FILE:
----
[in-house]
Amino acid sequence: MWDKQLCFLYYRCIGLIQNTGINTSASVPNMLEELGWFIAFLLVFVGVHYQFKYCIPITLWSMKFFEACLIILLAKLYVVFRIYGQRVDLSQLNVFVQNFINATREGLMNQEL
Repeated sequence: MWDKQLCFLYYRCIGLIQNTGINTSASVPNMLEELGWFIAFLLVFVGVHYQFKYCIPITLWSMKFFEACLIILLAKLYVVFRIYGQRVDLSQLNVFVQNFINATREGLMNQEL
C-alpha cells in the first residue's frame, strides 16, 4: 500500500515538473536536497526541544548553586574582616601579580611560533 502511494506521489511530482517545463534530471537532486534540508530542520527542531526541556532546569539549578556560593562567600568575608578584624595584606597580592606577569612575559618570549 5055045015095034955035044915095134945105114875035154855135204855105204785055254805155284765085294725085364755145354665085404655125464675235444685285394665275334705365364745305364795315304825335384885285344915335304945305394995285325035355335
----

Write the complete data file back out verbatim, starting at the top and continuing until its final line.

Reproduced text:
[in-house]
Amino acid sequence: MWDKQLCFLYYRCIGLIQNTGINTSASVPNMLEELGWFIAFLLVFVGVHYQFKYCIPITLWSMKFFEACLIILLAKLYVVFRIYGQRVDLSQLNVFVQNFINATREGLMNQEL
Repeated sequence: MWDKQLCFLYYRCIGLIQNTGINTSASVPNMLEELGWFIAFLLVFVGVHYQFKYCIPITLWSMKFFEACLIILLAKLYVVFRIYGQRVDLSQLNVFVQNFINATREGLMNQEL
C-alpha cells in the first residue's frame, strides 16, 4: 500500500515538473536536497526541544548553586574582616601579580611560533 502511494506521489511530482517545463534530471537532486534540508530542520527542531526541556532546569539549578556560593562567600568575608578584624595584606597580592606577569612575559618570549 5055045015095034955035044915095134945105114875035154855135204855105204785055254805155284765085294725085364755145354665085404655125464675235444685285394665275334705365364745305364795315304825335384885285344915335304945305394995285325035355335